King Kaufman's Sports Daily

Legendary screw-up John Daly DQ'd from Arnold Palmer's tournament, but he's not the only one. Plus: Bob Knight on ESPN. And: The bogus lost-productivity estimate returns.

By King Kaufman
Published March 13, 2008 10:00AM (EDT)

I never write about golf, but don't worry, links fans. It's not because I don't think golf is a sport.

It's because I don't think golf is a sport and I don't think it's interesting.

But I'm amused by this John Daly thing. Everyman's favorite golfer missed his tee time at the Arnold Palmer Invitational Pro-Am Wednesday, which caused him to be disqualified from the main tournament, starting Thursday.

This happened the day after Daly was fired by his swing coach, which is kind of backward for how these things usually happen. Butch Harmon, who's a big wheel in those circles, said Daly is more interested in getting drunk than in playing golf, which sounds reasonable to me but I guess wouldn't if I were a swing coach, or if my client were an alcoholic, which Daly is.

Harmon ditched Daly following last week's PODS Championship in Palm Harbor, Fla. Daly waited out a rain delay in the Hooters tent, then had Tampa Bay Buccaneers coach Jon Gruden caddie for him when play resumed, which Harmon said "made a circus out of the whole event."

Now I ask you. What's more fun, a golf tournament or a circus? This is why golf fans love John Daly. Of course, if he were getting trashed on cocaine instead of liquor it would be why golf fans hate him. And I wonder if he'd be seen as such a jolly character if he were a self-destructive alcoholic who was black.

After missing the cut, Daly spent Saturday in the Hooters tent too, drinking and signing autographs.

Now here comes the funny part of the story. That wasn't the funny part yet.

The Associated Press reports that a PGA rules official -- not Daly -- said that Daly had called Palmer's Bay Hill Golf Club to ask for his Wednesday tee time and was told 9:47 a.m. That was actually his Thursday tee time. His Wednesday time was 8:40. He was just arriving at the course when officials told him he was late and disqualified.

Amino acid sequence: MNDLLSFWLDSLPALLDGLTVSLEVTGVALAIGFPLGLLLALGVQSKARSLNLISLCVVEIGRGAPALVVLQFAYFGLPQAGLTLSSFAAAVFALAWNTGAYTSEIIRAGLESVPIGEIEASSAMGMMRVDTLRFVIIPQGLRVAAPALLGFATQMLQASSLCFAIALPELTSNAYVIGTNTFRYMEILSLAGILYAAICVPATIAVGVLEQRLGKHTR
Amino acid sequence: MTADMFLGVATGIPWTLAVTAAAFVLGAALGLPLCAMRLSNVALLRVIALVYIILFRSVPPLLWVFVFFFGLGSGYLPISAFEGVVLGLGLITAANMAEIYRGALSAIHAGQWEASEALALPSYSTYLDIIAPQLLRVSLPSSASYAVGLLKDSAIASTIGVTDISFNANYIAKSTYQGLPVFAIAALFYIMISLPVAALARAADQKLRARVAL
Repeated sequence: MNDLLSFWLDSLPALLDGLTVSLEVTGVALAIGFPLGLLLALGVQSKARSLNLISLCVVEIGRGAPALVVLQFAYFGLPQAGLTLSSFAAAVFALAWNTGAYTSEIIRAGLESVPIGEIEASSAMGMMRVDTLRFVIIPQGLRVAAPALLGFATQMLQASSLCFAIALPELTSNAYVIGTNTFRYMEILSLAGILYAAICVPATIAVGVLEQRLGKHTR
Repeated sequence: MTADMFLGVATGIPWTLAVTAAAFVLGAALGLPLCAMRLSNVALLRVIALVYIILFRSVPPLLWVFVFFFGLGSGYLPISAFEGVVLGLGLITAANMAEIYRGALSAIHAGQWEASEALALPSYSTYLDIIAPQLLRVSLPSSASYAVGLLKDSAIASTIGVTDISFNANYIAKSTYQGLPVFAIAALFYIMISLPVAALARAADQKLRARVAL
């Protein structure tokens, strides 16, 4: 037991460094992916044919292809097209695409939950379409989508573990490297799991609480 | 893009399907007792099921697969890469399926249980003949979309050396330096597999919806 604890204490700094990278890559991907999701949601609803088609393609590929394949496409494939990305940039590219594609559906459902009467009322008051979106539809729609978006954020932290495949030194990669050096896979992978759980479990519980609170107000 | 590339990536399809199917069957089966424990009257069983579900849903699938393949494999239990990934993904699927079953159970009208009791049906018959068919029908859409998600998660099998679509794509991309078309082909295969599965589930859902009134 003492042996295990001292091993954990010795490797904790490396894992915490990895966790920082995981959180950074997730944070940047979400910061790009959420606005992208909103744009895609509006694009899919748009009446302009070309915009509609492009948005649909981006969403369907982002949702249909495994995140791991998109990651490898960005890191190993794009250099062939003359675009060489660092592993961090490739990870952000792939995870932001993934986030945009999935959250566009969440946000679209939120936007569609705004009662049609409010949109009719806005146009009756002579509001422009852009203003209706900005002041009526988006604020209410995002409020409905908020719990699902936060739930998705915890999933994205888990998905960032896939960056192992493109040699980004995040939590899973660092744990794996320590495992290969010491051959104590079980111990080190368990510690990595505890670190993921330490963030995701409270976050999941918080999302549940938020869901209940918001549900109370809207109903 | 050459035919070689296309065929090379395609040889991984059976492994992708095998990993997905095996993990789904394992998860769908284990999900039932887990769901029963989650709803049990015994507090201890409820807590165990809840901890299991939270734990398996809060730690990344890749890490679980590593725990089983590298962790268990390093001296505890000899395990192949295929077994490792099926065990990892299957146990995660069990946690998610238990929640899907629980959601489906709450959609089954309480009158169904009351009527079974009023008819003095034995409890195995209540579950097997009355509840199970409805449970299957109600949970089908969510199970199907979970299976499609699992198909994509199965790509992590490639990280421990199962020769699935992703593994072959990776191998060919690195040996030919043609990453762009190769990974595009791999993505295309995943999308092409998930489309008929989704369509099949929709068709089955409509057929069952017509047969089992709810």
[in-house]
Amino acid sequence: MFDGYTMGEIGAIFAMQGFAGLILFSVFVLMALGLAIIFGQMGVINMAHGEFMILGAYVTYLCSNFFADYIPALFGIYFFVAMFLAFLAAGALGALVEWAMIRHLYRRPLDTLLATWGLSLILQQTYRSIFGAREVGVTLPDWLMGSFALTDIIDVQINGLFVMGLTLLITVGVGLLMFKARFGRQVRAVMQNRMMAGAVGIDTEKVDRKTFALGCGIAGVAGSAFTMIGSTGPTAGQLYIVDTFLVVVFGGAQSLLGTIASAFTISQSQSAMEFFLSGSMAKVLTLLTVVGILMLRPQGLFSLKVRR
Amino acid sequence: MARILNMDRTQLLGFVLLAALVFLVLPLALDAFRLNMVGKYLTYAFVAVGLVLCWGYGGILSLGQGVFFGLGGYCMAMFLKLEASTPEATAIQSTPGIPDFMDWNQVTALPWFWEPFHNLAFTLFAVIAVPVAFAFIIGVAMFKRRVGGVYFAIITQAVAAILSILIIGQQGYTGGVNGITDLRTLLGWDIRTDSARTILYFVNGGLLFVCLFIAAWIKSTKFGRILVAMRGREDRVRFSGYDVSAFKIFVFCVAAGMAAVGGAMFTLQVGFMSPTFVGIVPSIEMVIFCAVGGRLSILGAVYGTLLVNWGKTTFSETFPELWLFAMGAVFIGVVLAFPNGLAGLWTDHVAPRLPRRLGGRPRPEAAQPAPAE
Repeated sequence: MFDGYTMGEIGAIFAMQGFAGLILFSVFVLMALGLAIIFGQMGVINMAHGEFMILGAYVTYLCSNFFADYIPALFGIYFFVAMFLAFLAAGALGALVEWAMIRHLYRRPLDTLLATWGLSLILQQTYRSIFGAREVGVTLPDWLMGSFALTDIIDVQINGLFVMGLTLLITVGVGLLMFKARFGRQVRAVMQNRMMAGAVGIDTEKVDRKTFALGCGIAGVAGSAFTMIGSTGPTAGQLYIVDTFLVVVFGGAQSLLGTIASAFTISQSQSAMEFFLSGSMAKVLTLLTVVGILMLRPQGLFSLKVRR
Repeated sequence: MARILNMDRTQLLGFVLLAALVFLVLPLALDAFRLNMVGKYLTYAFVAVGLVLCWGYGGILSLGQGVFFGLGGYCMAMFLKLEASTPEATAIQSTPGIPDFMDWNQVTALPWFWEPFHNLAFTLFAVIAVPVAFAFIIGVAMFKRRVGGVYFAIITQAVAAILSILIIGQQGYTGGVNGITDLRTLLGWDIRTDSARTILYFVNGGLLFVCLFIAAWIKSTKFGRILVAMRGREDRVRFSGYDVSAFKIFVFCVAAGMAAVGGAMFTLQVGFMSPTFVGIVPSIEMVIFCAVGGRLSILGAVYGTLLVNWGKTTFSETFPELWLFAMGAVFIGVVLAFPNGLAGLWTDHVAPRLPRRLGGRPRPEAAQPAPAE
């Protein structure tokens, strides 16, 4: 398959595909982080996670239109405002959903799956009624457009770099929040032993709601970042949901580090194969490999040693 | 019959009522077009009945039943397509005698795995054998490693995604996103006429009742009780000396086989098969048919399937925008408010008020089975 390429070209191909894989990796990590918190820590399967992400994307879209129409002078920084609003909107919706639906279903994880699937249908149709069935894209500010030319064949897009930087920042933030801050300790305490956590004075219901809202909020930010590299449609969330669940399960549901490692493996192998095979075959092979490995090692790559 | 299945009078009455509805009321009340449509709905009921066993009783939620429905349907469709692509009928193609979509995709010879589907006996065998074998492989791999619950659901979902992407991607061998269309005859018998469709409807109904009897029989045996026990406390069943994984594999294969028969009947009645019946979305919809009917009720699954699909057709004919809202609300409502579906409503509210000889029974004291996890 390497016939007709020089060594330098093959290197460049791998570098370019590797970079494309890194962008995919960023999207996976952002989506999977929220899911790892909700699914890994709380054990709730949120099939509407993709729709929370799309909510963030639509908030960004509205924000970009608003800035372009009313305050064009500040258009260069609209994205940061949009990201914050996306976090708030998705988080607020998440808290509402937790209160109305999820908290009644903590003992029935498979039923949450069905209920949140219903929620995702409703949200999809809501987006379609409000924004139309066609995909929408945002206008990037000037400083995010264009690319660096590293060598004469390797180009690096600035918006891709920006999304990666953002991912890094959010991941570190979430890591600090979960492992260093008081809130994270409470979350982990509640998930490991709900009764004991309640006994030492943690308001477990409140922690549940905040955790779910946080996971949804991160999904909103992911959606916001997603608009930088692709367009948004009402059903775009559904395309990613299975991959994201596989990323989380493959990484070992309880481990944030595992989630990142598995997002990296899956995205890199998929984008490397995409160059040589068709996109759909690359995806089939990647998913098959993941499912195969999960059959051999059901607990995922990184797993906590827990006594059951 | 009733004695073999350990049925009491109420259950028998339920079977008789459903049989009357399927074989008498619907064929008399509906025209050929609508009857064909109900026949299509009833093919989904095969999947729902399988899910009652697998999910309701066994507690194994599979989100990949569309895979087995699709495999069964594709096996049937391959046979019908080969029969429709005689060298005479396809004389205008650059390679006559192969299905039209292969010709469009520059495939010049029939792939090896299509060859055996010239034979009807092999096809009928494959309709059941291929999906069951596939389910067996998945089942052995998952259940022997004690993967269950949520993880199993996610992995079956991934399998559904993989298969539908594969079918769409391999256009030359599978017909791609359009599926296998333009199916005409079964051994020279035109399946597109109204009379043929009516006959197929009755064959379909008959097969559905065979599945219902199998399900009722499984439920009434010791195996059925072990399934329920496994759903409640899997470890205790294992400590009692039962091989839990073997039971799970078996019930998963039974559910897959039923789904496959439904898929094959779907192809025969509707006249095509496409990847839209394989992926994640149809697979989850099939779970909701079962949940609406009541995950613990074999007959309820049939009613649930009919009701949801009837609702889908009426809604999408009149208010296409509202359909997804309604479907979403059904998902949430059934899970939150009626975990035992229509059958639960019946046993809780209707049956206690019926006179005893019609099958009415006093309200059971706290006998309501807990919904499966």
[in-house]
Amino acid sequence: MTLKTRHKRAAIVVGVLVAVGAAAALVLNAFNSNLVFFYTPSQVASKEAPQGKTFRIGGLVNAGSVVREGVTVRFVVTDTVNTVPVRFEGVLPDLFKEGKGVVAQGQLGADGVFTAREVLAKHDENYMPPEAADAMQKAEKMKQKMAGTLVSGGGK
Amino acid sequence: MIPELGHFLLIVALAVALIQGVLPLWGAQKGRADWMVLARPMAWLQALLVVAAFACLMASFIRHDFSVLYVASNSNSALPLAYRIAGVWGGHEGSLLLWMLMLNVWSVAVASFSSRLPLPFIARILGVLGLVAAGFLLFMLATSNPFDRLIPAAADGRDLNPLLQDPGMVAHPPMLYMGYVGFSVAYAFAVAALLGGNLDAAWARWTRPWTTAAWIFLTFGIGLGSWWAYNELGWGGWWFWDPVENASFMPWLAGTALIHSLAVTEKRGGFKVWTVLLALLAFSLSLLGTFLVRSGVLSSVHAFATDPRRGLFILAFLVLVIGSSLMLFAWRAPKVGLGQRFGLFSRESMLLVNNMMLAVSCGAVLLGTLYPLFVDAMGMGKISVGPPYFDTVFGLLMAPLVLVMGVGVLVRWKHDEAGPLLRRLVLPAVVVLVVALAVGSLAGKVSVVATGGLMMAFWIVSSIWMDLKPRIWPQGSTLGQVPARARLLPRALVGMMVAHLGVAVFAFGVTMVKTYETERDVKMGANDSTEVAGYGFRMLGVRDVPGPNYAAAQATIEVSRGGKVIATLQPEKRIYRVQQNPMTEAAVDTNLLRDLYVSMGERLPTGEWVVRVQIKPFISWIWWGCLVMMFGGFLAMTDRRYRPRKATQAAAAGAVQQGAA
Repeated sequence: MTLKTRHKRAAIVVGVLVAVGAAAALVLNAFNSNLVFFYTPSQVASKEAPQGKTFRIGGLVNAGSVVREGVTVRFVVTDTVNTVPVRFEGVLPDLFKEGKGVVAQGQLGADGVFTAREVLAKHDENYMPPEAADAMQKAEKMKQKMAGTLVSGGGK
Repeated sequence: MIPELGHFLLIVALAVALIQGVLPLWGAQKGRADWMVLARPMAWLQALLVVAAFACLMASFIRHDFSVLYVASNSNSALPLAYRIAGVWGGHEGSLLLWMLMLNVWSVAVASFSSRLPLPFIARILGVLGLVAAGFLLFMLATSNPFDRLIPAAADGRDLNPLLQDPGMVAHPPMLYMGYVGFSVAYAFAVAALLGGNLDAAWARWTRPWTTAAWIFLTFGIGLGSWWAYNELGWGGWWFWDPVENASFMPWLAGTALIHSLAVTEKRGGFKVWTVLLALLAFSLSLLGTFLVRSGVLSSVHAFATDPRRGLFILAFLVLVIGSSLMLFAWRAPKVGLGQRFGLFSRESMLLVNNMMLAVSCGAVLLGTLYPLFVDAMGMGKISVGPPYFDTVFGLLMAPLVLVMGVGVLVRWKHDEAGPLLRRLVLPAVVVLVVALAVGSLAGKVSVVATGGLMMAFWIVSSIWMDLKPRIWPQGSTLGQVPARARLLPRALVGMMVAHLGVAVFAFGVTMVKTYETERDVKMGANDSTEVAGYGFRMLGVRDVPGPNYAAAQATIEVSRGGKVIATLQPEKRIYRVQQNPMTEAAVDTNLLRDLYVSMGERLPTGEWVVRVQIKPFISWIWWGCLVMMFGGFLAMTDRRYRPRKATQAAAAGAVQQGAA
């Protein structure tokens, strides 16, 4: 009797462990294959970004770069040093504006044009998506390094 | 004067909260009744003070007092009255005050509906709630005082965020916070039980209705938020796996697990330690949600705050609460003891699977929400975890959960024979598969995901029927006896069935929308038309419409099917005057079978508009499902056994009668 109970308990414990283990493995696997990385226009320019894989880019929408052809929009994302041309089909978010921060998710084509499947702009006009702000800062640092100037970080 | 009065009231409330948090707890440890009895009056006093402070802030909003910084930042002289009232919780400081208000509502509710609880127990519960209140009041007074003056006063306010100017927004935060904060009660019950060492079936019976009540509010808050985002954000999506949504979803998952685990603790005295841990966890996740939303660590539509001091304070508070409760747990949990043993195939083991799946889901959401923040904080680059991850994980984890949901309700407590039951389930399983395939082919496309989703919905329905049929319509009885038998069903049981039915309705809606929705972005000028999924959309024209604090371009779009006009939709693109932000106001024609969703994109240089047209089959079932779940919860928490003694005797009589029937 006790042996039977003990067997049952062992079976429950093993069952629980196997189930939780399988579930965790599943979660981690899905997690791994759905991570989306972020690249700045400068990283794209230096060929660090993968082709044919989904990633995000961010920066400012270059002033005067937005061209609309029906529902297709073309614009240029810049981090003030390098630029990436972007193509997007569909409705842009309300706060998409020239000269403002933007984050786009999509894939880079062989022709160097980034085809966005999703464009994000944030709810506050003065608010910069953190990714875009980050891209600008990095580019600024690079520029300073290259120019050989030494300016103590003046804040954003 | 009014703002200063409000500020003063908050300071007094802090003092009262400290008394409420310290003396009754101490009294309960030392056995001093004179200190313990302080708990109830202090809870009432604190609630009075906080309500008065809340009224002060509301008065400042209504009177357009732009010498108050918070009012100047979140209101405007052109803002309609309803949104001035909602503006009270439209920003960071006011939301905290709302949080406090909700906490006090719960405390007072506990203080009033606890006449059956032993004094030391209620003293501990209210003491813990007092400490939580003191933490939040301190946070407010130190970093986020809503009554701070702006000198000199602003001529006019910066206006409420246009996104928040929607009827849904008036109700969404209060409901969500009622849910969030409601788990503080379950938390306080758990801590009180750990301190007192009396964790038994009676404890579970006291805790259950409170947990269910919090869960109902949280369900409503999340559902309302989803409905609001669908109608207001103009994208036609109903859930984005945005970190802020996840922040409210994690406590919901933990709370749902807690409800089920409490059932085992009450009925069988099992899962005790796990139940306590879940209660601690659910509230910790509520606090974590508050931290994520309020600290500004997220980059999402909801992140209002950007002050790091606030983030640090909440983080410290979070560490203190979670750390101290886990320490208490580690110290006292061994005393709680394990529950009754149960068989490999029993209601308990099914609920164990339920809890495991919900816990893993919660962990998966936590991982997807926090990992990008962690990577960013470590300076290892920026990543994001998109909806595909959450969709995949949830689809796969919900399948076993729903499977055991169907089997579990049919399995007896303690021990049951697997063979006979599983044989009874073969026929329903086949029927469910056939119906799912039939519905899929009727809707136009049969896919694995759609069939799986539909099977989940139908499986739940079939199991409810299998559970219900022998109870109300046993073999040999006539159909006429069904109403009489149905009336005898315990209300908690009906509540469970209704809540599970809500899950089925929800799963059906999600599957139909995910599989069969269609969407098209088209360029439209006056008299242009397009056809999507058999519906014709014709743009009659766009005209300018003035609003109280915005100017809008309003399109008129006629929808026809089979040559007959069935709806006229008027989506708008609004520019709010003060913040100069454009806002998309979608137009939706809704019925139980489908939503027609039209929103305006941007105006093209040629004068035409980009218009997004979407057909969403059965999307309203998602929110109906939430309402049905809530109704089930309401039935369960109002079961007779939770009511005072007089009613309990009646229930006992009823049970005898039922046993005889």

PGA rules say that a player who misses the Wednesday pro-am without a valid excuse, such as an injury, is disqualified from the main tournament. But evidently being told the wrong tee time isn't a valid excuse. Daly must have talked to the wrong person. "I should have looked into it," he said.

After Daly was disqualified, not one but two alternates got dinged because they weren't there. Ryuji Imada and Nick O'Hern thought they were alternates for the afternoon, but they were wrong. When they weren't around to take Daly's spot, they were out as well.

What kind of tournament is Arnold Palmer running? I've seen pickup basketball games that were better organized. It could be that Daly, Imada and O'Hern all screwed up, should have known where they were supposed to be and when, should have known whom to ask.

But when you've got three players in one morning disqualified because they don't know when their tee times are, there's a pretty good chance the problem is more systemic than coincidental. When a bunch of people push on a door that says "Pull," the problem's probably the door, not the people.

I'd like to propose a solution to the Palmer's organizational problems. My plan needs a little work, though. If you need me, I'll be studying in the Hooters tent.

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Bob Knight debuts on ESPN [PERMALINK]

New ESPN college basketball commentator Bob Knight made his debut on "SportsCenter" Wednesday, and he was pretty good. He chattered amiably with Rece Davis and Digger Phelps and, as is often the case with athletes and coaches who are new to commentary, had some interesting things to say.